Practice with Picasso
Take Apart SMART!
Posted: January 01, 2024
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    A girl looks at part of the “Picasso: 14 Sketchbooks” exhibit at Pace Gallery in New York City on November 9, 2023. (AP/Peter K. Afriyie)
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    A 1918 self-portrait in pencil by Pablo Picasso. It appears in a 3 ¾ inch by 5 ½ inch sketchbook. (AP/Jocelyn Noveck)
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    A sketchbook, part of “Picasso: 14 Sketchbooks,” at New York’s Pace Gallery (AP/Jocelyn Noveck)
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    People observe part of the “Picasso: 14 Sketchbooks” exhibit. (AP/Peter K. Afriyie)
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    Picasso in 1959 (AP)
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Matchbook covers. Postcards. Restaurant napkins. The well-known artist Pablo Picasso practiced on them all.

Even the best artists, writers, and creators need practice to get good. In fact, they scribble and sketch wherever they can. Take Mr. Picasso for example. As one of the most renowned artists of the 20th century, he made a big splash! But he kept some small sketchpads. People glimpsed a tiny one on display at Manhattan’s Pace Gallery last fall.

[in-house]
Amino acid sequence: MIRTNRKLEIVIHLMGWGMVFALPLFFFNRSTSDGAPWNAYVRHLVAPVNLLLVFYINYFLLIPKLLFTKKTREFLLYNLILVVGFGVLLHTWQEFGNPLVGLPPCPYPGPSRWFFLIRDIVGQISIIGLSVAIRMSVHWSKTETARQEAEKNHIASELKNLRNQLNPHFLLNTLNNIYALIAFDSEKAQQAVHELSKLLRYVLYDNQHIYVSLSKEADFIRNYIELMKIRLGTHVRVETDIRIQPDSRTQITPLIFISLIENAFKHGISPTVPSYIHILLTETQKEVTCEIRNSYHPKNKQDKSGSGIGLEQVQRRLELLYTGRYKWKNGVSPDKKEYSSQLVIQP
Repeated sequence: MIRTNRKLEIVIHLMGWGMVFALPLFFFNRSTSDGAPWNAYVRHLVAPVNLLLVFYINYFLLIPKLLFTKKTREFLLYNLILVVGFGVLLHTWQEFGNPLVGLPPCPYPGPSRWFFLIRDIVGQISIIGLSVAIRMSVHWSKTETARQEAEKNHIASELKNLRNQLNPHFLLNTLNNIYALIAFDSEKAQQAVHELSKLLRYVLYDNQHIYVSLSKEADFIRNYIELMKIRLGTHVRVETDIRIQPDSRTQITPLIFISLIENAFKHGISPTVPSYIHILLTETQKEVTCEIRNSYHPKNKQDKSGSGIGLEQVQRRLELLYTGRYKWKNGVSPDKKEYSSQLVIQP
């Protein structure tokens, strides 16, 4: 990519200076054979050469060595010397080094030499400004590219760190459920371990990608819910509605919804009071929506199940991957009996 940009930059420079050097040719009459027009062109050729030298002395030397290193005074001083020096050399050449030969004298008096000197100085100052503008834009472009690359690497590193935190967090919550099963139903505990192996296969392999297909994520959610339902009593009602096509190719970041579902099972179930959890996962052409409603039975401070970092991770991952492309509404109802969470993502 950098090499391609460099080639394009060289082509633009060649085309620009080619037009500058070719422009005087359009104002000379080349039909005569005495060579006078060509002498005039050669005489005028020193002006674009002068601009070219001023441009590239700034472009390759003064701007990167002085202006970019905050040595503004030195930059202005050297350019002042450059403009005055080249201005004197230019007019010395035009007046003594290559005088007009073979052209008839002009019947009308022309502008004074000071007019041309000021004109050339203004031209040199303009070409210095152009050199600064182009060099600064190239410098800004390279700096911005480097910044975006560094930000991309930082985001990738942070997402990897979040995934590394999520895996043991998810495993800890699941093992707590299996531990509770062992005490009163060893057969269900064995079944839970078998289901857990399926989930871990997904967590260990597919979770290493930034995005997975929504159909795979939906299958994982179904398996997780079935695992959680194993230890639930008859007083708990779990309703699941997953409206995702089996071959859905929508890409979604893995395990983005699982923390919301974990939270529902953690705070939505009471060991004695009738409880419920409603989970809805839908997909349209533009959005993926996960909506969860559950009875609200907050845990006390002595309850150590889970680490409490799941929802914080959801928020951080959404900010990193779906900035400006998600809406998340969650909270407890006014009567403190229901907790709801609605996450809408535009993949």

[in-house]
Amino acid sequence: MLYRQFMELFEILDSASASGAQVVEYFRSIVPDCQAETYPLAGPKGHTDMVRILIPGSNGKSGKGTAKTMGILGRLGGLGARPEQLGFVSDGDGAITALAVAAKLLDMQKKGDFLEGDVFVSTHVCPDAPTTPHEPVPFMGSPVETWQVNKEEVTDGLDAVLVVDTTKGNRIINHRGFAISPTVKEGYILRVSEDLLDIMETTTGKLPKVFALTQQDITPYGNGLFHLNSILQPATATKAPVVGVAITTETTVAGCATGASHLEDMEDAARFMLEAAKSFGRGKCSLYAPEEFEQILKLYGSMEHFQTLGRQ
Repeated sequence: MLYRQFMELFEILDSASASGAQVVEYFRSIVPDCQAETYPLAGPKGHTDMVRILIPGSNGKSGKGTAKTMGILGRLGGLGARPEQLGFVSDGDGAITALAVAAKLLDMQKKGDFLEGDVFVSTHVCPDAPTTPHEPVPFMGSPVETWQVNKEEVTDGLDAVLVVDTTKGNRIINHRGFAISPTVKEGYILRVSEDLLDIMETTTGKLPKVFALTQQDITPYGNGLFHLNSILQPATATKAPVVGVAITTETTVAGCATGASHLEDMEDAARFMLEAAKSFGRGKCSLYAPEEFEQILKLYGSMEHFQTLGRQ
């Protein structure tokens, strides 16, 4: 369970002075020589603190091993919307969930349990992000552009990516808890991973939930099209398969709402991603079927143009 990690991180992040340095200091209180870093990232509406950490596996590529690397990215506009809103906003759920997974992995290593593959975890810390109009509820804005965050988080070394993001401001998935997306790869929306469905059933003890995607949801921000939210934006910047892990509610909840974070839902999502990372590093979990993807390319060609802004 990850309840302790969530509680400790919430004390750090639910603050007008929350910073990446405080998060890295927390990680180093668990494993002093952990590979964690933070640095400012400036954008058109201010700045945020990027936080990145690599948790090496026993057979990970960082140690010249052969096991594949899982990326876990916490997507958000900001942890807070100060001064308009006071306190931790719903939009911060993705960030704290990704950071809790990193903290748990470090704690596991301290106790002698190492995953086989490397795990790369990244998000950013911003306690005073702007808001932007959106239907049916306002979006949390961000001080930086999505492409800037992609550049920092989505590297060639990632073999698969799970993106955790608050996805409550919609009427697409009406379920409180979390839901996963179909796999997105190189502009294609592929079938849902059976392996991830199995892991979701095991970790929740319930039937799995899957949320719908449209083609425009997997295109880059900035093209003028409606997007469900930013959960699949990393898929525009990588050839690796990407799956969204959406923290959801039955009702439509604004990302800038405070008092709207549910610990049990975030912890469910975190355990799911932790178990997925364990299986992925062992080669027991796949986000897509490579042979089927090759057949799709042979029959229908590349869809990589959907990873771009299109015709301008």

The exhibit was a celebration of the artist’s work. It marked the 50-year anniversary of Mr. Picasso’s death.

A complete self-portrait in pencil peeks out from that little book. It shows deep and piercing eyes. Not bad for something that measures a little more than three-by-five inches! Mr. Picasso made the sketch in 1918 when he was in his 30s. Back then, he filled the bitty book with scenes from his house, the beach, and his town. He also sketched ideas for upcoming paintings.

Mr. Picasso made paintings so big he needed a ladder to finish them. But his sketches are miniature. Some of the images are fanciful, like monsters and clownlike figures in red and blue pencil. Others carefully capture everyday objects such as guitars through patterns of dots and lines. With each sketchbook open to only one page, how can a curious art student see the rest? The gallery’s solution: Show other pages in video displays.

Why? Even very talented creators must practice to achieve excellence.